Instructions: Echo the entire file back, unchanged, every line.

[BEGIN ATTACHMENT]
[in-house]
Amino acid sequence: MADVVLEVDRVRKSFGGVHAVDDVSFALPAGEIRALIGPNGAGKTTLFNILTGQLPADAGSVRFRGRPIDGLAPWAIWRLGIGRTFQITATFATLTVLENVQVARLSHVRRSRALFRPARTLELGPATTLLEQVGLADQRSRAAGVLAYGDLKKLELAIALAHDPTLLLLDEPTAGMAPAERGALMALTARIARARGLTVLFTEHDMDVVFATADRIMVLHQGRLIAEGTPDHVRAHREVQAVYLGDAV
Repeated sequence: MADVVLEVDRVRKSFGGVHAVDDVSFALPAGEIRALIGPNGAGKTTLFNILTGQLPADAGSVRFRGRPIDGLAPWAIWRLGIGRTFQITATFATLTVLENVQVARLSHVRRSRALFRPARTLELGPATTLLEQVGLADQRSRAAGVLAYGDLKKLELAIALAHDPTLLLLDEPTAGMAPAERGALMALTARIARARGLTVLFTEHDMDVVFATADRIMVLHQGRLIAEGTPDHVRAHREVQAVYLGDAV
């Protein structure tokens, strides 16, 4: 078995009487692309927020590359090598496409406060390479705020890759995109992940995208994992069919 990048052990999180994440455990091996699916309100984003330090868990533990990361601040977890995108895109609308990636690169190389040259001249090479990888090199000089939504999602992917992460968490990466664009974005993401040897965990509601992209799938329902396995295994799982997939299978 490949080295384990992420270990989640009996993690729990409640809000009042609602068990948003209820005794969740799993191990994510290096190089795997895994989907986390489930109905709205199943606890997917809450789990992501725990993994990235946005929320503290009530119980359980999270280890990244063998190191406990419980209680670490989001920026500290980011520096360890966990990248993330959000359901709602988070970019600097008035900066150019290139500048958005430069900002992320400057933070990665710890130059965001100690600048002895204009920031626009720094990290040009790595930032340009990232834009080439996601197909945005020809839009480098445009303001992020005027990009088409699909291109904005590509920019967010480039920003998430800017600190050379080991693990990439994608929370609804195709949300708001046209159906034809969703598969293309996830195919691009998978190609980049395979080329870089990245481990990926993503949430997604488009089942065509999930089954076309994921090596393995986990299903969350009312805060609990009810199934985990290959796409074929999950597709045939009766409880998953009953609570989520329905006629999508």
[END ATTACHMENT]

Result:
[in-house]
Amino acid sequence: MADVVLEVDRVRKSFGGVHAVDDVSFALPAGEIRALIGPNGAGKTTLFNILTGQLPADAGSVRFRGRPIDGLAPWAIWRLGIGRTFQITATFATLTVLENVQVARLSHVRRSRALFRPARTLELGPATTLLEQVGLADQRSRAAGVLAYGDLKKLELAIALAHDPTLLLLDEPTAGMAPAERGALMALTARIARARGLTVLFTEHDMDVVFATADRIMVLHQGRLIAEGTPDHVRAHREVQAVYLGDAV
Repeated sequence: MADVVLEVDRVRKSFGGVHAVDDVSFALPAGEIRALIGPNGAGKTTLFNILTGQLPADAGSVRFRGRPIDGLAPWAIWRLGIGRTFQITATFATLTVLENVQVARLSHVRRSRALFRPARTLELGPATTLLEQVGLADQRSRAAGVLAYGDLKKLELAIALAHDPTLLLLDEPTAGMAPAERGALMALTARIARARGLTVLFTEHDMDVVFATADRIMVLHQGRLIAEGTPDHVRAHREVQAVYLGDAV
């Protein structure tokens, strides 16, 4: 078995009487692309927020590359090598496409406060390479705020890759995109992940995208994992069919 990048052990999180994440455990091996699916309100984003330090868990533990990361601040977890995108895109609308990636690169190389040259001249090479990888090199000089939504999602992917992460968490990466664009974005993401040897965990509601992209799938329902396995295994799982997939299978 490949080295384990992420270990989640009996993690729990409640809000009042609602068990948003209820005794969740799993191990994510290096190089795997895994989907986390489930109905709205199943606890997917809450789990992501725990993994990235946005929320503290009530119980359980999270280890990244063998190191406990419980209680670490989001920026500290980011520096360890966990990248993330959000359901709602988070970019600097008035900066150019290139500048958005430069900002992320400057933070990665710890130059965001100690600048002895204009920031626009720094990290040009790595930032340009990232834009080439996601197909945005020809839009480098445009303001992020005027990009088409699909291109904005590509920019967010480039920003998430800017600190050379080991693990990439994608929370609804195709949300708001046209159906034809969703598969293309996830195919691009998978190609980049395979080329870089990245481990990926993503949430997604488009089942065509999930089954076309994921090596393995986990299903969350009312805060609990009810199934985990290959796409074929999950597709045939009766409880998953009953609570989520329905006629999508």